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I have uploaded a new paper on the Judgment of the International Court of Justice in Jurisdictional Immunities of States (2012). It was written for the Conference ‘The ICJ’s Judicial Year in Review’, which took place in 25-26 April 2013 at the European University Institute. The conference was superbly directed by professors Andreas Zimmermann and Eyal Benvenisti. Here is the abstract of the paper which will be publish with the rest of the presentations in the next issue of the Journal of International Dispute Settlement (October 2013).

Of Plumbers and Social Architects: Elements and Problems of the Judgment of the International Court of Justice in Jurisdictional Immunities of States

Carlos Espósito

Abstract

This analysis of the judgment of the International Court of Justice in the Jurisdictional Immunities case is conducted in two parts. The first briefly presents the basic elements of the judgment of the Court in Jurisdictional Immunities of the State (Germany v Italy: Greece intervening); the second part identifies and discusses some problems raised by the judgment. These include the legal character of the rule of state immunity, the limits of the positivist methodology to establish state practice as evidence of customary international law and its exceptions, and the troubles with a strictly procedural approach to consider a possible exception to immunity for serious violations of international law and international humanitarian law. The comment concludes with a brief general assessment of the judgment of the Court, its role and the future development of the law of state immunities by national courts.

El manuscrito de mi artículo Jus Cogens and Jurisdictional Immunities of States at the International Court of Justice: A Conflict Does Exist”, que será publicado en el próximamente en el Italian Yearbook of International Law (vol. 21, 2011), ya se puede consultar y descargar desde esta dirección en SSRN. A continuación transcribo el abstract.

In its judgment of 3 February 2012 in Jurisdictional Immunities of the State (Germany v Italy: Greece intervening), the International Court of Justice has considered the relationship between jus cogens and the rule of State immunity. The Court has denied the existence of a jus cogens exception to the rule of State jurisdictional immunities based primarily on the distinction between peremptory norms as rules of substance and jurisdictional immunities as rules of procedure. For the Court, a conflict between rules on jurisdictional immunities, “essentially procedural in nature,” and substantive rules of jus cogens is conceptually impossible. This comment presents a critique of the approach and reasoning of the Court regarding the absolute separation between procedural and substantive rules, and supports that a legal conflict may exist between jus cogens and jurisdictional immunities. Moreover, it sustains that the decision of the Court is neither an ideal kind of stability for international law nor an encouraging legal message to national judges dealing with public interest claims arising from serious violations of international law.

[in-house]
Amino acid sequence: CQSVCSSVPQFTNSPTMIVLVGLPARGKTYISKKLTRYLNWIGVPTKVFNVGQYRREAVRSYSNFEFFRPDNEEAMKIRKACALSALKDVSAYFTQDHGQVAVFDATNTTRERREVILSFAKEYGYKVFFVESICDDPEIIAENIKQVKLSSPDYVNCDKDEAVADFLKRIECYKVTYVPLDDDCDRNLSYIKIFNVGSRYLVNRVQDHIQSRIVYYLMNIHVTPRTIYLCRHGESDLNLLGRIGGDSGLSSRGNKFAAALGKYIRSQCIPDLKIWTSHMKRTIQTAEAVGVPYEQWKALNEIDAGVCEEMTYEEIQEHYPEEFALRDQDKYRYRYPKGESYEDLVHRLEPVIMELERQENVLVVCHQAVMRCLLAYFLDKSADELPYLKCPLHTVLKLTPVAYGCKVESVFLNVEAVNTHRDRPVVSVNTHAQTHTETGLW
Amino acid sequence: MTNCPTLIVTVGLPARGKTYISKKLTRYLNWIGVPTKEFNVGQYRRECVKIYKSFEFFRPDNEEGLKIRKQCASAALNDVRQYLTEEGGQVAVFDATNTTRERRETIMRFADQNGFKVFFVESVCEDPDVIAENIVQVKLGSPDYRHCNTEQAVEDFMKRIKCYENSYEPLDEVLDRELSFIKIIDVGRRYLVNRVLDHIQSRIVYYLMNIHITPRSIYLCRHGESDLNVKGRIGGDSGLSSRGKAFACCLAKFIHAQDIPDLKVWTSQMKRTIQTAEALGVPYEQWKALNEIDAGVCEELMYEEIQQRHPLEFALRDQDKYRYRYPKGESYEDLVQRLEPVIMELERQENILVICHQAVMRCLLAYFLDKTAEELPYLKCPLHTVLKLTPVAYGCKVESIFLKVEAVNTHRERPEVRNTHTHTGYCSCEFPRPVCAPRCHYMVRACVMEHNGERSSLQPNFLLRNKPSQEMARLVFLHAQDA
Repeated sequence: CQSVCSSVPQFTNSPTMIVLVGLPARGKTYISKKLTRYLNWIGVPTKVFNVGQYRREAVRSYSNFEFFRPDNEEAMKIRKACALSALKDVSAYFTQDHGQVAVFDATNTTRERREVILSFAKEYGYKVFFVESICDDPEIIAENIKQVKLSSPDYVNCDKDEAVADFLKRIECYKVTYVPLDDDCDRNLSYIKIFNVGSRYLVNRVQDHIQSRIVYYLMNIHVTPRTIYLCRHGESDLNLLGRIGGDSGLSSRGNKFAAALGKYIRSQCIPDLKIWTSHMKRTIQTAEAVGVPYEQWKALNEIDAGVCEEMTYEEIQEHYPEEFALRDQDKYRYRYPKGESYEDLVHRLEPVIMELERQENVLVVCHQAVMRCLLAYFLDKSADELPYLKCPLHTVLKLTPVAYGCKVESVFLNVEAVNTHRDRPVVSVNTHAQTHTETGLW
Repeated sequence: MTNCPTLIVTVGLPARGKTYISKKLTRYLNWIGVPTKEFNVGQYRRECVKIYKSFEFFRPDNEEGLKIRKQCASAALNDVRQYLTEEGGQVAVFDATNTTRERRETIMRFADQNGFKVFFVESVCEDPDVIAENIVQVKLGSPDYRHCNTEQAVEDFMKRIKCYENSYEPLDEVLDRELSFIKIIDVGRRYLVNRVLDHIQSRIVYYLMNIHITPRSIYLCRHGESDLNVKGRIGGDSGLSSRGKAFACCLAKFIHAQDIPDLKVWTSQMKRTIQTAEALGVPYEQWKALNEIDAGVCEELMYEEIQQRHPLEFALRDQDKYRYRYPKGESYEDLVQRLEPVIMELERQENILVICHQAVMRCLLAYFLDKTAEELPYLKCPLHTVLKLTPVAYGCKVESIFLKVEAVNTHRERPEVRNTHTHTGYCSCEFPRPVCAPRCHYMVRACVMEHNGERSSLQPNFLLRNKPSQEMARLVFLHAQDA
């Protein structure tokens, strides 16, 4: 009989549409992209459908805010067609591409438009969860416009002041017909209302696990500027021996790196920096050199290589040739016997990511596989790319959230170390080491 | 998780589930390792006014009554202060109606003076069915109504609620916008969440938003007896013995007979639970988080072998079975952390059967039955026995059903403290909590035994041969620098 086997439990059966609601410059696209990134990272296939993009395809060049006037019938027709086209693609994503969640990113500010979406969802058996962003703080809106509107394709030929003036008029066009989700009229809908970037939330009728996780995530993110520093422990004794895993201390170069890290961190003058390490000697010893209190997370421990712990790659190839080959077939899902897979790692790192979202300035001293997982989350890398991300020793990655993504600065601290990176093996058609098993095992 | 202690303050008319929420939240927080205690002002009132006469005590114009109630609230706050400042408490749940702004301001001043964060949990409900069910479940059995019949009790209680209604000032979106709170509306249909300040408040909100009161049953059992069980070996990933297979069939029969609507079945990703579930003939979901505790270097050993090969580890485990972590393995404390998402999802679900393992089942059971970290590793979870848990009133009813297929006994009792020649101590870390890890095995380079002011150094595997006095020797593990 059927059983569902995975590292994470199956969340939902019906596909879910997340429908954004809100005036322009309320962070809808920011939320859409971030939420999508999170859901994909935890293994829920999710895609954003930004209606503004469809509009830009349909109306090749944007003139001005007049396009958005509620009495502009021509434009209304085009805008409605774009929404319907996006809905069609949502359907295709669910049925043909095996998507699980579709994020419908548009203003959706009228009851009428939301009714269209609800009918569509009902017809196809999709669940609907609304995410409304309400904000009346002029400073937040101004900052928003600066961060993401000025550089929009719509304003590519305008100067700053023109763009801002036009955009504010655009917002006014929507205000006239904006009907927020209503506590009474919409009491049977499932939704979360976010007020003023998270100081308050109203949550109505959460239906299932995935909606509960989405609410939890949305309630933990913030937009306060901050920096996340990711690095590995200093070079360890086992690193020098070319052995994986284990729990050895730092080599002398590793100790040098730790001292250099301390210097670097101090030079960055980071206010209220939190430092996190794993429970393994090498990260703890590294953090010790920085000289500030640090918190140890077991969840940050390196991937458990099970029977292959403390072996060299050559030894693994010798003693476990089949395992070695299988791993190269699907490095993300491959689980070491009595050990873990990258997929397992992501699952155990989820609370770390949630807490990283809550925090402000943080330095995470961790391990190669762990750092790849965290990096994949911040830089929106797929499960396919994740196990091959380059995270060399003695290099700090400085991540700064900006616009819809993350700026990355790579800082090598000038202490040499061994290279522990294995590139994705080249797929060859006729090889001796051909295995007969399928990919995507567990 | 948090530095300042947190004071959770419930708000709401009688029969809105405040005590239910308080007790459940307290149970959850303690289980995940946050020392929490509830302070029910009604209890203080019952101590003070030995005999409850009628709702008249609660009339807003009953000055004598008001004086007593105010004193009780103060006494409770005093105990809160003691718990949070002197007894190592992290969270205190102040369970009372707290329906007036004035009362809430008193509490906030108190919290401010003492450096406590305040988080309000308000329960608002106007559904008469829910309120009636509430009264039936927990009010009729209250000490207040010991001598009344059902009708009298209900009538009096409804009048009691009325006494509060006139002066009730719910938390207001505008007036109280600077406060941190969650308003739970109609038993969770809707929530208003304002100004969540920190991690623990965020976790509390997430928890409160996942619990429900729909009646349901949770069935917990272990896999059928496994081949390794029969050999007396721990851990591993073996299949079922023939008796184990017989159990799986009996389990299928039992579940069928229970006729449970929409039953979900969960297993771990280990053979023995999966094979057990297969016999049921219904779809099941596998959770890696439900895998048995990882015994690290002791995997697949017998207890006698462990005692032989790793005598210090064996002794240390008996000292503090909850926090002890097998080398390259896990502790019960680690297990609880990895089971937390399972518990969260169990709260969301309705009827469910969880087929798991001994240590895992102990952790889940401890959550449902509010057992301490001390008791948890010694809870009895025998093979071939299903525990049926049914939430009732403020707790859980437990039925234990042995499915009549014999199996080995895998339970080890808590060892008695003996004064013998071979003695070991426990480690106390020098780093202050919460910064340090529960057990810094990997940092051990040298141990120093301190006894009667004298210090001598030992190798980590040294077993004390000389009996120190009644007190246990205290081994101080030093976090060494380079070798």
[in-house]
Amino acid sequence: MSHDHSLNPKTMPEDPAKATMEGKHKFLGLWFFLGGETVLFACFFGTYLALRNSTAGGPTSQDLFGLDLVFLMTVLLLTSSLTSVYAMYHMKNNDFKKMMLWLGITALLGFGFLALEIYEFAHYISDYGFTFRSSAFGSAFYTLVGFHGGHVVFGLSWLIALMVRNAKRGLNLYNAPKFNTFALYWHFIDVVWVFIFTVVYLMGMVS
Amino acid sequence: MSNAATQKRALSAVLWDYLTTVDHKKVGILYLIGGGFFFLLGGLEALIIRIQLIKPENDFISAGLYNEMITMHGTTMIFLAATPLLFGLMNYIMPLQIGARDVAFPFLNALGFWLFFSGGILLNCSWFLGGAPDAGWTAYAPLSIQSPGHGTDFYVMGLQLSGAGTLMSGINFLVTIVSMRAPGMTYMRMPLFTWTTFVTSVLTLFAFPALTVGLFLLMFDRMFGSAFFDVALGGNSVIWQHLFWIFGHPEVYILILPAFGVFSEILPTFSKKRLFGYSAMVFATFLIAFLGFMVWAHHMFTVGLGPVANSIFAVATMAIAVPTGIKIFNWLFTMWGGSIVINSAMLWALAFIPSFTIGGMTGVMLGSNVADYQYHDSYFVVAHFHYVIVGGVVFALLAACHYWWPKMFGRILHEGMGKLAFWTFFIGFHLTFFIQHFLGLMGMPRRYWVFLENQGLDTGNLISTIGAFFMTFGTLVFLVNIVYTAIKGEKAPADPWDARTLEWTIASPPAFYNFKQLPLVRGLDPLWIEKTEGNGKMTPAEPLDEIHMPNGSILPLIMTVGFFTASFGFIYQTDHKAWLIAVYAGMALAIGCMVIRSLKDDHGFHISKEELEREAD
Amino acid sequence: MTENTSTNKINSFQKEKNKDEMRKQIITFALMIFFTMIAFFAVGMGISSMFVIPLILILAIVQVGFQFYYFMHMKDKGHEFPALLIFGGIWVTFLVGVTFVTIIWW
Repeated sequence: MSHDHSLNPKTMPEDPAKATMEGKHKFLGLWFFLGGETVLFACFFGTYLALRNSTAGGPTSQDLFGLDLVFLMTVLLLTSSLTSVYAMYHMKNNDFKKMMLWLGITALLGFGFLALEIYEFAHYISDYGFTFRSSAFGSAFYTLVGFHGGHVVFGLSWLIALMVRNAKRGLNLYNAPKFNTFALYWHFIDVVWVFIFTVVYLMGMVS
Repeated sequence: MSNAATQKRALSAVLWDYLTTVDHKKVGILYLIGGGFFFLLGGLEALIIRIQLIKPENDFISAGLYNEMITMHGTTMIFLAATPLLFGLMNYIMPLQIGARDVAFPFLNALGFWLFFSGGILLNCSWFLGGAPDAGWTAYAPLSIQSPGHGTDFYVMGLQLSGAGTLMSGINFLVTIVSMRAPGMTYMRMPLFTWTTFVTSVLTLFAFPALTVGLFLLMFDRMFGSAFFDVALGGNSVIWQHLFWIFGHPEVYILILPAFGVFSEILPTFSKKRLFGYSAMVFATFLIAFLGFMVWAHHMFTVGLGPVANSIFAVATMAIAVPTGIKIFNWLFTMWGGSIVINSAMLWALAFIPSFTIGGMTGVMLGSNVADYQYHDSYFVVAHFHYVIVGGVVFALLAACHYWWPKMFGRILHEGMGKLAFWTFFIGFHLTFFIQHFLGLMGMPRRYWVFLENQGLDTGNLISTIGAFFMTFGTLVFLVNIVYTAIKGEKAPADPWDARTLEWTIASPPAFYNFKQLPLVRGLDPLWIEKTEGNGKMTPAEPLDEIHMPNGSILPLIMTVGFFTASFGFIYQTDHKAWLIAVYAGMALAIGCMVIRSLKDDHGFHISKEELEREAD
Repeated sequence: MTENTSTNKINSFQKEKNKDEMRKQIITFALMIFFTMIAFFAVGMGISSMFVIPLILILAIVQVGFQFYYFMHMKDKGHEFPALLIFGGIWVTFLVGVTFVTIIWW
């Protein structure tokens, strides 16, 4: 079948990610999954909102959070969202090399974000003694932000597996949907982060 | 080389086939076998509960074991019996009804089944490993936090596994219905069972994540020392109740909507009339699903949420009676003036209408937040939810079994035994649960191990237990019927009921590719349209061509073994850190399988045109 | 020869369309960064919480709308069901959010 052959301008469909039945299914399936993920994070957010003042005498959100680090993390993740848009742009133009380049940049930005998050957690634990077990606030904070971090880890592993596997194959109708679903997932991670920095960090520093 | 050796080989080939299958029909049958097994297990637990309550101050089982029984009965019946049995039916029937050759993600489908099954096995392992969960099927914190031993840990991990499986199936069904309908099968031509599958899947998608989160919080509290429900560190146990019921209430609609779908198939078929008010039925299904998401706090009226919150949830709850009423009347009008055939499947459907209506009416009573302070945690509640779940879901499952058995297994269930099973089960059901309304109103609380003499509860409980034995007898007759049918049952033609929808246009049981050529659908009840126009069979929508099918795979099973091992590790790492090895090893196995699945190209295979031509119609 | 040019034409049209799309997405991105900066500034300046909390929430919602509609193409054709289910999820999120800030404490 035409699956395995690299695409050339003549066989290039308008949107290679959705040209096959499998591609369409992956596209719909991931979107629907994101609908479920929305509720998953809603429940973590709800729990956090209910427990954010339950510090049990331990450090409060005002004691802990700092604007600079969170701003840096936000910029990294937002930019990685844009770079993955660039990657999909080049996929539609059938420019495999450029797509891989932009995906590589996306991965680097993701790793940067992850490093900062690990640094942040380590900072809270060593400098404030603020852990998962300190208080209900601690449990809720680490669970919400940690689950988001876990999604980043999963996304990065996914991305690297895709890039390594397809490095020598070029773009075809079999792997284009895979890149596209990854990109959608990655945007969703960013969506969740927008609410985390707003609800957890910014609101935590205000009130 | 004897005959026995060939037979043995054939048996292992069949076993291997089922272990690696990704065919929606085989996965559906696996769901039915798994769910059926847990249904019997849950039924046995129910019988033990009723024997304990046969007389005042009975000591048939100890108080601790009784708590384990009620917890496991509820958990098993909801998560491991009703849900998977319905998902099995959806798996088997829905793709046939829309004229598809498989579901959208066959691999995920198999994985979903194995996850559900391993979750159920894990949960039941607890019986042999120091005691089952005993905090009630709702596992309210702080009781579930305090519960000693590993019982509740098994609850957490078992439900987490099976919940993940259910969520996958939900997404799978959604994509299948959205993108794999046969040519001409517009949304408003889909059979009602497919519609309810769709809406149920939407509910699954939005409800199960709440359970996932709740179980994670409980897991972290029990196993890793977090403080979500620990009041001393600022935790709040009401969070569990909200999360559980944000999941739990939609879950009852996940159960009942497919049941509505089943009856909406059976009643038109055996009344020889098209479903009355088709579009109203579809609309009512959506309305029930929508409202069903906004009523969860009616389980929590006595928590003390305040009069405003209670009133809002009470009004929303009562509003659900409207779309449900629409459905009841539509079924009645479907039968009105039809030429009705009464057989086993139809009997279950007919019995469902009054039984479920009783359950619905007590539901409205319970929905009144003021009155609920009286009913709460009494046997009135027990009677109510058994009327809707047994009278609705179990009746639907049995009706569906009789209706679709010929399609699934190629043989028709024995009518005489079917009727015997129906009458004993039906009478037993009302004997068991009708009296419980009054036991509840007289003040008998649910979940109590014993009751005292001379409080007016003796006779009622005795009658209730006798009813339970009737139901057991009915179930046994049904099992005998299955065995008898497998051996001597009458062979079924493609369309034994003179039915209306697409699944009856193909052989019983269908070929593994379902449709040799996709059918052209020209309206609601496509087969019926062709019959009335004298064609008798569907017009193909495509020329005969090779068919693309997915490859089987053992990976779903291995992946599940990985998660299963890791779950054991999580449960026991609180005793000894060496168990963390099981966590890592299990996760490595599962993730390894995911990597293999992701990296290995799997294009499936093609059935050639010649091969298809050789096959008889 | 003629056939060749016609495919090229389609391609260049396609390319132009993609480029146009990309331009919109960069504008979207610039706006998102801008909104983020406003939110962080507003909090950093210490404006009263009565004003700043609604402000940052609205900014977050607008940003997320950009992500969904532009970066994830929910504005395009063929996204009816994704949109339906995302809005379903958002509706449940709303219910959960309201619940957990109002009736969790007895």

Gracias por los comentarios y las críticas.

The European Journal of International Law has published our article “The Protection of Humanitarian Legal Goods by National Judges” [Eur J Int Law (2012) vol 23, pp 67-96]. Here is the abstract:

National judges are increasingly exposed to deciding on issues regulated by the international legal system, given its expansion and specialization. However, this is just one of the many ways in which national judges interact with international law: they have the potential not only to receive and take into account international law, but also to shape and contribute to its modification, acting alone or in conjunction with other judicial authorities, and considering or ignoring the interests of several actors. The attitude of judges towards international norms, in the reception and modification dimensions, depends on a variety of factors worth exploring in detail. Such exploration allows us to ascertain how and when judges are more prone to protecting legal goods enshrined by international norms. The fact that national judges are empowered by a domestic legal system to act, while generating tensions and paradoxes when norms created in different levels of governance clash, does not detract from the possibility for them to defend interests and values, i.e., legal goods, belonging to other legal systems, even those generated in a global space of interaction where interests and values shared by different legal systems are shaped, including the protection of human dignity.

The European Journal of International Law Vol. 23 no. 1 © EJIL 2012; all rights reserved

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